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Sarah's Key

4.13  ·  Rating Details ·  335,209 Ratings  ·  26,009 Reviews
Paris, July 1942: Sarah, a ten year-old girl, is brutally arrested with her family by the French police in the Vel' d'Hiv' roundup, but not before she locks her younger brother in a cupboard in the family's apartment, thinking that she will be back within a few hours.

Paris, May 2002: On Vel' d'Hiv's 60th anniversary, journalist Julia Jarmond is asked to write an article ab
Hardcover, 294 pages
Published June 12th 2007 by St. Martin's Press (first published September 2006)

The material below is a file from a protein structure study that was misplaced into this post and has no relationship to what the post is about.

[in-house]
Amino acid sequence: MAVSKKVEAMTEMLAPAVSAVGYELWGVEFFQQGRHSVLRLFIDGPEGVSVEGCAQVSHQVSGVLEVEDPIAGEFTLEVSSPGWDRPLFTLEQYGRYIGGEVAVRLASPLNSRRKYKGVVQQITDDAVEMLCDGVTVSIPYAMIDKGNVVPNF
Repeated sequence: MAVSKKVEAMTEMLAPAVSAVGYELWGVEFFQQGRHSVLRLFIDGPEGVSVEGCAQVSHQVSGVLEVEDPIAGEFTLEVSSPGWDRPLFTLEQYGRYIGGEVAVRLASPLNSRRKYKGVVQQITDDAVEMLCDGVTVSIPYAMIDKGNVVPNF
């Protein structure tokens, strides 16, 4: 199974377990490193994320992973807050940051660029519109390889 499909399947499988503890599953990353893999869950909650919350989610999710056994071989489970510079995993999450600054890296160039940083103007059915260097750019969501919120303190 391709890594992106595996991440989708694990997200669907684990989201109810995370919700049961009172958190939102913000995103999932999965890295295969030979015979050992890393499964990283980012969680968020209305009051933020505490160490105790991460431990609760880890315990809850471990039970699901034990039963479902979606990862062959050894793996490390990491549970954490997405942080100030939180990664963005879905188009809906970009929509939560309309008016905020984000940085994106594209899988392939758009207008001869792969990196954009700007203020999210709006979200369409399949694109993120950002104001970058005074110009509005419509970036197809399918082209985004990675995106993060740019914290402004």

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Kitten Black I am 14 and feel like I read this book too early. There were many suggestive lines and swears throughout the book. I would say high school and up.
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Community Reviews

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Mar 14, 2015 Sol rated it really liked it
It should never be forgotten

By Sol Tetelbaum

Review: Sarah’s Key by Tatiana de Rosnay

Almost a hundred readers published their reviews on Tatiana de Rosnay’s novel Sarah’s Key. Most of them rated the book in four or five stars, but some of them calling the novel “mediocre” showed a lower rating – three stars. It is necessary to admit that their opinions weren’t unfounded and most critical comments were fair. However, from my standpoint, despite the fair critical comments (I don’t think it is nec
Sep 30, 2009 Molly rated it did not like it